It was a strange time to talk about stem cell research. We were at a post funeral reception in one of the most beautiful gardens I have ever seen outside the city's Botanic Gardens. I knew only a few family members, who were all busy greeting people, so I found a place to sit and tried to make light conversation with the person next to me.
What do you talk about after funerals with people you've never met? The obvious answer is, you talk about the deceased. How did you know him? Wasn't it a beautiful service? And then you share a memory or two in hopes it will spark something and your small talk won't fizzle.
This time it was a challenge. The woman I spoke with didn't know the man who had died or his family, whom her husband had known growing up. I was definitely starting to fizzle when she mentioned her husband has Parkinson's disease. Imagine my relief! That doesn't sound right, but at least it gave us something to talk about.
I was even more excited when she told me he had participated in a study on stem cell treatment soon after he had been diagnosed - years ago. I asked if I could talk with him. She agreed and led me over to where he was having a smoke with friends. What he told me was impressive. The study had been done through the University of Colorado with private funding. This was during the Bush years and the moratorium on federal funding of stem cell research.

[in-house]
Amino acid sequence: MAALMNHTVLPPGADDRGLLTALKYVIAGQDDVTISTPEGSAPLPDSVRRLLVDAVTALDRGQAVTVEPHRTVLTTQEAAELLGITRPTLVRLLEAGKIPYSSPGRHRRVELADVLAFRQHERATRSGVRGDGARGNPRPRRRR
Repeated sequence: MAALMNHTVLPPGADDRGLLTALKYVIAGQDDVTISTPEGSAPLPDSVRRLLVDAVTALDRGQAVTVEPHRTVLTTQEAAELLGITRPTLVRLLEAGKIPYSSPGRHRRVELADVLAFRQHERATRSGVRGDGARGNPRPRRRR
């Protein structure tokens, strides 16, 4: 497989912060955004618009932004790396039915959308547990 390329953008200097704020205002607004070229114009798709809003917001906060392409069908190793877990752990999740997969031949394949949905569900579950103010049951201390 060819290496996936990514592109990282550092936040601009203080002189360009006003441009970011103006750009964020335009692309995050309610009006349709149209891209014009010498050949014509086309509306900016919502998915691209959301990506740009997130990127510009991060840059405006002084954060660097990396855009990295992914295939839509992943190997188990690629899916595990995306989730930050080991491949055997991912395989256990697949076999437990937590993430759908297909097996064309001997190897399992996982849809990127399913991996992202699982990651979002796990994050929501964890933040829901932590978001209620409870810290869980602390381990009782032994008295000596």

He has never been on medication for Parkinson's and has only the occasional tremor when he is very tired. Otherwise, he's fine.
I didn't have time to ask any more questions. It was a funeral reception, after all, and I didn't want to take up too much of his time. I have a whole list of things I'd love to ask, such as:
Did this involve brain surgery? What were his symptoms before the treatment? How many participants had good results? Did he, or does he use any alternative remedies to help with his Parkinson's. I wanted to ask him about one remedy in particular. I couldn't have been sure, but he had the aura of permanent mellow which is often associated with the early and enthusiastic cannabis researchers.
Oh well, I was glad I had the chance to talk with him. I'd love to learn more about past studies in stem cell treatments. I'll definitely be asking my neurologist about this when I go in to see her again. It would be really cool if Colorado was one of the leaders in this research.
If nothing else, we know Colorado will be right in the forefront with cannabis research. If we can't be cured, at least we can be mellow.